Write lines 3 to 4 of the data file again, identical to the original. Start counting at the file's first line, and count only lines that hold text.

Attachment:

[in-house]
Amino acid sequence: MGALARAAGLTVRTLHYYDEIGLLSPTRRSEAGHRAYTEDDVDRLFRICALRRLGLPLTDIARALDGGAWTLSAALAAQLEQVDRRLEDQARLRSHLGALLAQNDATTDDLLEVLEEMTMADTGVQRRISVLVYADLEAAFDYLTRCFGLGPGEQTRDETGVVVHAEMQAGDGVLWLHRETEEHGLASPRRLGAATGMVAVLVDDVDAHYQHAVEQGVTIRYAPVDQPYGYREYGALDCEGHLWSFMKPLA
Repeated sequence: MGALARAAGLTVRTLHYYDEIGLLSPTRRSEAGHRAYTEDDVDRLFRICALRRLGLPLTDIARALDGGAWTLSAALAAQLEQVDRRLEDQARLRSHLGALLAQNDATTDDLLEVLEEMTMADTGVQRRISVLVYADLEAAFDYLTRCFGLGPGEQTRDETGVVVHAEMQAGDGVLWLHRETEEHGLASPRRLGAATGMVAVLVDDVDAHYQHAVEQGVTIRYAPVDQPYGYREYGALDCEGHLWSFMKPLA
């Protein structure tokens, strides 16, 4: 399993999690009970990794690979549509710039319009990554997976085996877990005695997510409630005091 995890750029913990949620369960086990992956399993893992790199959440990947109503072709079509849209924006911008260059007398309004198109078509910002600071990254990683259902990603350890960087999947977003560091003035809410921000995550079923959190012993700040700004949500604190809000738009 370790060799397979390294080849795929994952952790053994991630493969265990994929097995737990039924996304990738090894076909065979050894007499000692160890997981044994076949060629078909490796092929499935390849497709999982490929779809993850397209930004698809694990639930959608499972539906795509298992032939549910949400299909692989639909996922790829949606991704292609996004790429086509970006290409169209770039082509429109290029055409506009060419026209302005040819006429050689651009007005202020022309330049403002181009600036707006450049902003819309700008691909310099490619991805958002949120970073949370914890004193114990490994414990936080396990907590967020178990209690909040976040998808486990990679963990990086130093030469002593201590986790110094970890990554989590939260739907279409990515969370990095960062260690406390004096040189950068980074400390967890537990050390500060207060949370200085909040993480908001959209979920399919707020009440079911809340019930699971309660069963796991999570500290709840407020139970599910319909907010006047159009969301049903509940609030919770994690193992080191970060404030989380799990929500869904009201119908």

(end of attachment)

Repeated sequence: MGALARAAGLTVRTLHYYDEIGLLSPTRRSEAGHRAYTEDDVDRLFRICALRRLGLPLTDIARALDGGAWTLSAALAAQLEQVDRRLEDQARLRSHLGALLAQNDATTDDLLEVLEEMTMADTGVQRRISVLVYADLEAAFDYLTRCFGLGPGEQTRDETGVVVHAEMQAGDGVLWLHRETEEHGLASPRRLGAATGMVAVLVDDVDAHYQHAVEQGVTIRYAPVDQPYGYREYGALDCEGHLWSFMKPLA
């Protein structure tokens, strides 16, 4: 399993999690009970990794690979549509710039319009990554997976085996877990005695997510409630005091 995890750029913990949620369960086990992956399993893992790199959440990947109503072709079509849209924006911008260059007398309004198109078509910002600071990254990683259902990603350890960087999947977003560091003035809410921000995550079923959190012993700040700004949500604190809000738009 370790060799397979390294080849795929994952952790053994991630493969265990994929097995737990039924996304990738090894076909065979050894007499000692160890997981044994076949060629078909490796092929499935390849497709999982490929779809993850397209930004698809694990639930959608499972539906795509298992032939549910949400299909692989639909996922790829949606991704292609996004790429086509970006290409169209770039082509429109290029055409506009060419026209302005040819006429050689651009007005202020022309330049403002181009600036707006450049902003819309700008691909310099490619991805958002949120970073949370914890004193114990490994414990936080396990907590967020178990209690909040976040998808486990990679963990990086130093030469002593201590986790110094970890990554989590939260739907279409990515969370990095960062260690406390004096040189950068980074400390967890537990050390500060207060949370200085909040993480908001959209979920399919707020009440079911809340019930699971309660069963796991999570500290709840407020139970599910319909907010006047159009969301049903509940609030919770994690193992080191970060404030989380799990929500869904009201119908």